John Evans' Blog

Who Could Believe Such a Thing? – The Role of Disbelief in Narrative

by on Dec.20, 2006, under Uncategorized

Imagine a work of fiction – a novel, a television show, a video game, anything you like. Imagine that one character advances an outlandish theory to explain the unusual occurrences that have plagued the narrative. Imagine that another character expresses surprise, skepticism, disbelief at this theory.

Who is eventually proven right?

The answer is that the outlandish theory is proven correct. Maybe not all the time – but I personally can’t think of a single example where skepticism wins the day. I’ve been thinking about this recently, wondering why it might be so. This line of thought was inspired by Thomas Pynchon‘s The Crying of Lot 49, a strange yet entertaining book.

One obvious way to use skepticism is to heighten tension and drama. If a theory is advanced by a sympathetic character, a character the reader identifies with, then the skepticism becomes an obstacle to be overcome. The reader cheers the character on to be victorious in this conflict, vicariously enjoying the character’s success.

The previous paragraph is built on some assumptions, though. Why should the character with the theory be a sympathetic one, even a viewpoint character? Why should the reader be ready to accept the theory?

If an unsympathetic character presents a theory, the roles will be reversed. By definition (at least my definition), a sympathetic character is one that the reader has an emotional investment in. The reader wants the sympathetic character(s) to succeed. That becomes part of the enjoyment they get from the narrative.

However, the second assumption above sheds a deeper light on the subject. A reader is usually willing to accept an “outlandish” theory as being true in the fictional world of the narrative. They’re willing because that’s what the process of reading (viewing, playing) is all about – coming into contact with new ideas. In certain genres this becomes obvious; take The X-Files. Mulder & Scully find strange occurrences. Usually Mulder advances a theory while Scully tries to explain it away. But this is The X-Files – we WANT to hear about monsters, aliens, paranormal events! We WANT it all to be true, otherwise why would we be watching the show in the first place?

But even outside the conventions of genre, there is an emotional pull toward the rejection of skepticism. The reader is presented with a structure of ideas, often a very intricate one. To ultimately reject this structure would almost be an act of violence, like knocking over a house of cards. In a way it’s almost a dirty secret of writing; a reliable, knowledgeable character says “oh, but that couldn’t REALLY be the reason” – your reader nods, goes along with it but secretly believes that the skepticism will ultimately be disproven.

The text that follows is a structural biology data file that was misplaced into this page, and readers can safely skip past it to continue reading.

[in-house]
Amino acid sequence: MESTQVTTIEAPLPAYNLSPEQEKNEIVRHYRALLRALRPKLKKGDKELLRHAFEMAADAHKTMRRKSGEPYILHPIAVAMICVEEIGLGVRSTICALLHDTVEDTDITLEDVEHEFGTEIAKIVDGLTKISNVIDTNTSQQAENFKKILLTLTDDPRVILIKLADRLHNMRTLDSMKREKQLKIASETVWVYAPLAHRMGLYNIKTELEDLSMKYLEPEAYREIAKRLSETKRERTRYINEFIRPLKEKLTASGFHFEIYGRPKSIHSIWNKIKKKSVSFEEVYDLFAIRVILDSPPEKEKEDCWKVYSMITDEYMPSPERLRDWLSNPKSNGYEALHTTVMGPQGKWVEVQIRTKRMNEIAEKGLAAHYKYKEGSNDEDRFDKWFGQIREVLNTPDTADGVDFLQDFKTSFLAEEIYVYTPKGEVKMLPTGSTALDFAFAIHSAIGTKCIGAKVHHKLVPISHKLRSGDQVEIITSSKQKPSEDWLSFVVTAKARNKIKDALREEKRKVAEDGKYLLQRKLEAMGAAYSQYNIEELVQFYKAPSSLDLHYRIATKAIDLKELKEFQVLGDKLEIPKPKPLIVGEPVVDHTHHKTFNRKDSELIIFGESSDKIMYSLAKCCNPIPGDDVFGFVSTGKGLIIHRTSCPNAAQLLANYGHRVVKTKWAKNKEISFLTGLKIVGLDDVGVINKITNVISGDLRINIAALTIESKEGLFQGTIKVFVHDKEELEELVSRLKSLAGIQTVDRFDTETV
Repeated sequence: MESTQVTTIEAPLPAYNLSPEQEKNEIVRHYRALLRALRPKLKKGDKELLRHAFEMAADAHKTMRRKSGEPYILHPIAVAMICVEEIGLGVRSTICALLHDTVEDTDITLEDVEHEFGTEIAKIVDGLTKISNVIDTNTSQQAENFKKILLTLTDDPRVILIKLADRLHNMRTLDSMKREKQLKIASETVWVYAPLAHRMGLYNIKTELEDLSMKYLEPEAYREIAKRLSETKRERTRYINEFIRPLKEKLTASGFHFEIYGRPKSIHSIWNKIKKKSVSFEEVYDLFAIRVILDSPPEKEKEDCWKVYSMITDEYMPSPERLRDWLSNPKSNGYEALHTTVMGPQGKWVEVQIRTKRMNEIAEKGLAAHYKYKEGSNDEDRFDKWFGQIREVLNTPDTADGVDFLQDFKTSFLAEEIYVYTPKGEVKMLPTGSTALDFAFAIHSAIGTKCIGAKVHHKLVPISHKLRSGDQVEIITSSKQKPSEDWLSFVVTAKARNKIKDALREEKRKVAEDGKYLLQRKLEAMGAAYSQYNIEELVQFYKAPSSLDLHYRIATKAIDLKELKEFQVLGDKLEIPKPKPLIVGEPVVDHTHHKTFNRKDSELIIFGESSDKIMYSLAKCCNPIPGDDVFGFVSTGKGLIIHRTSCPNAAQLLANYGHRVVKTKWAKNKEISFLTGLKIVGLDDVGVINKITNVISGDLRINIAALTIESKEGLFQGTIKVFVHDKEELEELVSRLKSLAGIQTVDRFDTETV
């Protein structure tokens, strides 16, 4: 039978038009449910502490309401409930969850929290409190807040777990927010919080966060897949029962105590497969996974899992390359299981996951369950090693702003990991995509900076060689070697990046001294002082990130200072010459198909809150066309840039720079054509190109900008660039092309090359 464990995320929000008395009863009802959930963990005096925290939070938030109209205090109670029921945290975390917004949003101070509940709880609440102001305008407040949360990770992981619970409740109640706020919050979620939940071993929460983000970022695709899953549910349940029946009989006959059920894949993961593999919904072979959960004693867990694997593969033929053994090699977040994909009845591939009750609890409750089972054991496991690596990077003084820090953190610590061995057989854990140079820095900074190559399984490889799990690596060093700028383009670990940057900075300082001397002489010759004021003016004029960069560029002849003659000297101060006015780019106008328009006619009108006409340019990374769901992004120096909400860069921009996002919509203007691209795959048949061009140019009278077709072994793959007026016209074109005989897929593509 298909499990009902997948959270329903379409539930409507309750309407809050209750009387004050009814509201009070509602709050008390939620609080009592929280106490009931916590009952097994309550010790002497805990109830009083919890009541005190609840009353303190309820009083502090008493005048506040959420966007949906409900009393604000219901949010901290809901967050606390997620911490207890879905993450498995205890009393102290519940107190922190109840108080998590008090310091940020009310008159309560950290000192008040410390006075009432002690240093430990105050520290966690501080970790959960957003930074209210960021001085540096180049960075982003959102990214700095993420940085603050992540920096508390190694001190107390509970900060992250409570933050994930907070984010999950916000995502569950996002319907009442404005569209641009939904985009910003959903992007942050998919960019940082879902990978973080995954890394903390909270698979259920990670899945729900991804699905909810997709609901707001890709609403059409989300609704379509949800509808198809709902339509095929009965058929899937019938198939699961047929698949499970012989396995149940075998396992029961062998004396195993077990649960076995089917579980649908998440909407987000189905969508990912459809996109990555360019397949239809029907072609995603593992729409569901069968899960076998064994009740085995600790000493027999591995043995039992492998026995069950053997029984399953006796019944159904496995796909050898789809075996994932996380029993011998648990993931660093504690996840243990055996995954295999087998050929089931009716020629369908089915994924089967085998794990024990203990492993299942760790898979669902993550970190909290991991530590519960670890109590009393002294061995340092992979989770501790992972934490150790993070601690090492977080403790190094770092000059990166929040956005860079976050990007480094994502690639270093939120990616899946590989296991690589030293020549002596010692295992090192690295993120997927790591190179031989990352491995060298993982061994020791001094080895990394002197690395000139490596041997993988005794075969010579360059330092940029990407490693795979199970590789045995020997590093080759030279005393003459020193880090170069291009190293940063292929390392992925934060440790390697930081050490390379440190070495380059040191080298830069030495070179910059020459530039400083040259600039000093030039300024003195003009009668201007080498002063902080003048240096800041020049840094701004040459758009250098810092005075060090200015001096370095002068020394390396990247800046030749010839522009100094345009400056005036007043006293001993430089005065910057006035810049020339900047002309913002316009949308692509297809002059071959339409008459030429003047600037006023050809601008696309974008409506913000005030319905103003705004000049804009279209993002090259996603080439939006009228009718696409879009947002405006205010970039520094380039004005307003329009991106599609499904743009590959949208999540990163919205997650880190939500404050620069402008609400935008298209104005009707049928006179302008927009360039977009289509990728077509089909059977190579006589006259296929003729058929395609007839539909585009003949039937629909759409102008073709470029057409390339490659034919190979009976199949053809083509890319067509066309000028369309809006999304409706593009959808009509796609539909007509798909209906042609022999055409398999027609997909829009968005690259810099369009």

At the same time there is another drive in certain narratives, the drive to provide plausible alternate explanations. The uncertainity thus provided heightens the tension and suspense of the ultimate resolution. In its ultimate form this can produce a Lady/Tiger ambiguity. I feel like there’s some idea of “fairness” lurking here, as in the idea that the reader of a mystery must be able to guess the ending before coming upon it. (An essay for another time!) Also of note is Lovecraft‘s take on the problem; in his first-person stories, the narrator desperately tries to disbelieve the horrible explanations for paranormal events, until the horrid reveal crushes them with the weight of facts.

So, knowing all this, what can we conclude? Disbelief is a technique that can be easily applied to many types of writing. However, is it possible to have disbelief that is ultimately proven correct? Doing so would be to invalidate all the emotional investment that (I believe) the reader has put into the theory. Not just invalidate, but betray. Is this a bad thing? Well, it depends on what kind of story you’re writing; if you really want to trick or frustrate your reader, it might help. Surprise is good, in moderation (just ask Vince Russo, on both counts). Another way to deal with this problem of “betrayal” would be mitigate the emotional investment. In other words, if the reader doesn’t care about the theory, then they don’t care if it turns out to be true. I guess this is really just a warning to be careful about using skeptical characters in your narratives.

There is one more possibility, however. I believe it is possible to have a theory be proven partially correct. This will both surprise the reader and preserve their emotional investment. Imagine several strange events, a skeptical theory, an outlandish one. Imagine that the ultimate explanation is something even stranger than the most outlandish theory yet expounded. Our open-minded character can say, “Okay, I was wrong, but I was closer to the truth than those stodgy skeptics!”. The character’s honor as a seeker of truth is preserved, even as they are shown to be fallible, human, even humble in the face of what they could not quite grasp. There is opportunity for subtle emotional development here…and that can make for
good writing!

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